How can we get more grocers, restaurants, shoppers and even farmers themselves to sell/buy/use imperfect fruits and vegetables? I finally started selling some of my less than beautiful produce and was glad that some customers didn’t seem to mind at all. Many said that the absence of chemicals more than made up for a few scratches and dents.
I get it. I mean, who doesn’t love finding the perfect heart-shaped strawberry, round and smooth tomato, or shiny apple-shaped apple? But you’re so right, imperfect fruits and veggies are just as delicious and nutritious as their model-esque counterparts. And passing them over does not benefit us as individuals or as a whole food system.
For those who are wondering, Maria and her husband own and operate Valentine Hill Farm. They follow organic guidelines, using “sustainable methods of cultivation that preserves the land and natural resources helping to reduce our carbon footprint.” And their produce – along with that of other fellow farmers – isn’t always perfect looking.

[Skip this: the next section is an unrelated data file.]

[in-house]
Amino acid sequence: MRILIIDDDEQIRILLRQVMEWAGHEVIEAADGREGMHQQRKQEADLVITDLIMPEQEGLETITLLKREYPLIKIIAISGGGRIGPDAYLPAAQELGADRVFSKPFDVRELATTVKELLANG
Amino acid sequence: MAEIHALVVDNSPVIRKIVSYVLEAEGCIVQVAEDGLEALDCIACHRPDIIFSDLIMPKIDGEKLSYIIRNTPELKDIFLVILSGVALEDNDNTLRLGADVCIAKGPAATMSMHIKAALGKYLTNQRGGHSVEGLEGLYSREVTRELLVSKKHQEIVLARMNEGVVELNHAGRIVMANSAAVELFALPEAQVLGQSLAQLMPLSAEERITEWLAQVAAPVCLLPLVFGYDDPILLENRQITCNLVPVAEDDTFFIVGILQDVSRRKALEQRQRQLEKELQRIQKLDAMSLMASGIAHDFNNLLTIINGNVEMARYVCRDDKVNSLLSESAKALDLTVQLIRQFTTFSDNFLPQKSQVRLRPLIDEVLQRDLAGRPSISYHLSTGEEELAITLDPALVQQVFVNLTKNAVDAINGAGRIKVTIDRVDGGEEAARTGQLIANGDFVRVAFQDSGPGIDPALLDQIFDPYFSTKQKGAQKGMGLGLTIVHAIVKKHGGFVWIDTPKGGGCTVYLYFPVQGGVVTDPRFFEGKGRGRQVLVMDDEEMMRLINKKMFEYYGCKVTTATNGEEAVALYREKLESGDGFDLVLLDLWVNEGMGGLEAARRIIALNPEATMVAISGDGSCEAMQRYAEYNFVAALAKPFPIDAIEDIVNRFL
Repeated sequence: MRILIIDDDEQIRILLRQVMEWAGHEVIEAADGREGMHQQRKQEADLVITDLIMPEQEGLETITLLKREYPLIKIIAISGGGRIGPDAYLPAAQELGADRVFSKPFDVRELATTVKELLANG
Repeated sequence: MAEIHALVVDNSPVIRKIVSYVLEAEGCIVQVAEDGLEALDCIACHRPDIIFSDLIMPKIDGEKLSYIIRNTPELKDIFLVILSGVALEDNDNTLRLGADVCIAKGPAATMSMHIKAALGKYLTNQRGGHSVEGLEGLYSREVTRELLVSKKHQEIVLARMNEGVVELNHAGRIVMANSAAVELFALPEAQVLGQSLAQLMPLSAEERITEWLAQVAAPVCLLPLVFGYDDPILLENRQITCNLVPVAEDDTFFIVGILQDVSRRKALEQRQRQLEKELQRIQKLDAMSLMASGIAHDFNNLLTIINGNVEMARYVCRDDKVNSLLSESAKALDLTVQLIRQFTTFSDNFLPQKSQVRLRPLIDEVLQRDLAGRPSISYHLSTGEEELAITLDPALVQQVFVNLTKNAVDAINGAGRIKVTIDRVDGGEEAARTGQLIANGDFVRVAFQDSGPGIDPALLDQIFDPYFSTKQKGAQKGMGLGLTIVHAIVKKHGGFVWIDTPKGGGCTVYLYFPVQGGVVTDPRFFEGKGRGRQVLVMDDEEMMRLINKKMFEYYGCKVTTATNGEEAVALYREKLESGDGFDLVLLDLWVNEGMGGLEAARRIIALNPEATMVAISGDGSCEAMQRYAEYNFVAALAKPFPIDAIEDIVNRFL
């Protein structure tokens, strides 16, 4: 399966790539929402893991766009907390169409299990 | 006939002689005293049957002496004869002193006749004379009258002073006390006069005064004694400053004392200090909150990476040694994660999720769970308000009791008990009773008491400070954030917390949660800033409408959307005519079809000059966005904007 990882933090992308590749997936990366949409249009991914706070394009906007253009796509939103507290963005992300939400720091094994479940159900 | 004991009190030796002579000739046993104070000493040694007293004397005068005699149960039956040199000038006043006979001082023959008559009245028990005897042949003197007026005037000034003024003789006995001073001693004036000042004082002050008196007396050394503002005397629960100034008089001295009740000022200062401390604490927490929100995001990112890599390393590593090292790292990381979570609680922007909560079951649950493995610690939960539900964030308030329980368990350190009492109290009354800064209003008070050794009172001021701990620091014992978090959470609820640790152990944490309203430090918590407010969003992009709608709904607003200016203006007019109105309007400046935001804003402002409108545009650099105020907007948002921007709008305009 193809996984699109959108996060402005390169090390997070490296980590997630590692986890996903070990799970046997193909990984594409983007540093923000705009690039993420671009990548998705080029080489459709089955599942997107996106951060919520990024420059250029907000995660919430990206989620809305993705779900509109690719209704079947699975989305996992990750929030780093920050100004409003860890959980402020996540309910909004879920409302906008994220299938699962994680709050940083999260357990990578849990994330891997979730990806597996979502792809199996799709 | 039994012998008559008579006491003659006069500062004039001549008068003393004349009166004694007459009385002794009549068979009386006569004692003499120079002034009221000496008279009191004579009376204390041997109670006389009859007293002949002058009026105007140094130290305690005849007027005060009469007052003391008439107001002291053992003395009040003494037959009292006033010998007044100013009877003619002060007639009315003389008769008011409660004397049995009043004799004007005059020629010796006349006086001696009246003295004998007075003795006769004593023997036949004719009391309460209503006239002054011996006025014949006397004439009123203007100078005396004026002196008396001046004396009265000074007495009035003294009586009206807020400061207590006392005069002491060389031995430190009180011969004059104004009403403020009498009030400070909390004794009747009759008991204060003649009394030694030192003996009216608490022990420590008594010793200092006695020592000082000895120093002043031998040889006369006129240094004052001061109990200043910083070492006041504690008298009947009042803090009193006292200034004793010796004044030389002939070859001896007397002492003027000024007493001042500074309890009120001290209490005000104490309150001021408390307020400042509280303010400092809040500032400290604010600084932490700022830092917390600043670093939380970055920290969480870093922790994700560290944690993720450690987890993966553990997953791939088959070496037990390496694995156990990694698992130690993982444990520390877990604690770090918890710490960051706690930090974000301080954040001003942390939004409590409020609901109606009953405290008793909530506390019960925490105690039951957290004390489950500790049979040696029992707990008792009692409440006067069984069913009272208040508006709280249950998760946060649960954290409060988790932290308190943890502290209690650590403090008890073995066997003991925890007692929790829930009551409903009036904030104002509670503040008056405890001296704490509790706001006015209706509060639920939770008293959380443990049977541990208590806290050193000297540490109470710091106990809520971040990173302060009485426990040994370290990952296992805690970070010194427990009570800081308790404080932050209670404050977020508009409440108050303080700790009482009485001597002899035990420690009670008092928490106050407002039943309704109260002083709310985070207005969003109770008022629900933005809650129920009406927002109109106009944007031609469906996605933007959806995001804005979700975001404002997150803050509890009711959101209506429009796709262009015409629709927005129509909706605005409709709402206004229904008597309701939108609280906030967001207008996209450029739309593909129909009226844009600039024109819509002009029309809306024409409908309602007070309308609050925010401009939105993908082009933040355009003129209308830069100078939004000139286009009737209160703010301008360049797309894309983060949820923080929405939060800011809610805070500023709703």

I would venture to say, Maria, that your ugliest tomato still tastes better than a “perfect” one from the grocery store that was picked hundreds, if not thousands, of miles away before it was ripe. Readers, find her perfectly imperfect produce (along with beautiful baked goods) at Farm to Fork Market at Normandy Farms, 8602 Lafayette Rd, every Friday from 4-7pm.
Imperfect produce is such an important topic to our food system that there’s now a business with the same name. Imperfect Produce will deliver a box of ugly fruits and/or vegetables to households in Indianapolis and you can even customize your delivery. They source from farms as close as Ohio, Michigan, Illinois, and Wisconsin. This is a great option for those items you can’t find at a local farmer’s market, like lemons and bananas.
“By eating ‘ugly,’ you’re helping build a more sustainable and effective food system. You’re helping fight food waste. You’re ensuring farmers are rewarded for their full harvest with less wasted land, fossil fuels, and water. You’re improving access to healthy food.” ~Imperfect Produce